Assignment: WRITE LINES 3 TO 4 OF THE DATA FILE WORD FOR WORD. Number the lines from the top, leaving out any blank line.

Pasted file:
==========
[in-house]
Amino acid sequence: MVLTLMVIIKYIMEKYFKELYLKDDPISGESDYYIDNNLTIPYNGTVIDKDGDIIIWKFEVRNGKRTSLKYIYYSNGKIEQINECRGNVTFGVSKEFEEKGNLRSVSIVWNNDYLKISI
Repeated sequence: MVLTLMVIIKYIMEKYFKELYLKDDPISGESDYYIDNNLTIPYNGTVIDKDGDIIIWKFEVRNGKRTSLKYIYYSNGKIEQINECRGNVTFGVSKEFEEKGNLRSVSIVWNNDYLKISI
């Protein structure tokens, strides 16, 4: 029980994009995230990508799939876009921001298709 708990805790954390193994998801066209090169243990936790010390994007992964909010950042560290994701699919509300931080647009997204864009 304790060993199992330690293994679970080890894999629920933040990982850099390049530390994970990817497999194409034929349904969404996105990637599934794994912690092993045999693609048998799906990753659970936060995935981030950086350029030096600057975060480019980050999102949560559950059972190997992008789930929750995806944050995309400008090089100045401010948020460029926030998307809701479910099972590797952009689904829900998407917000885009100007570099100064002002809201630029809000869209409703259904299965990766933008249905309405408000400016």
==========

Repeated sequence: MVLTLMVIIKYIMEKYFKELYLKDDPISGESDYYIDNNLTIPYNGTVIDKDGDIIIWKFEVRNGKRTSLKYIYYSNGKIEQINECRGNVTFGVSKEFEEKGNLRSVSIVWNNDYLKISI
């Protein structure tokens, strides 16, 4: 029980994009995230990508799939876009921001298709 708990805790954390193994998801066209090169243990936790010390994007992964909010950042560290994701699919509300931080647009997204864009 304790060993199992330690293994679970080890894999629920933040990982850099390049530390994970990817497999194409034929349904969404996105990637599934794994912690092993045999693609048998799906990753659970936060995935981030950086350029030096600057975060480019980050999102949560559950059972190997992008789930929750995806944050995309400008090089100045401010948020460029926030998307809701479910099972590797952009689904829900998407917000885009100007570099100064002002809201630029809000869209409703259904299965990766933008249905309405408000400016």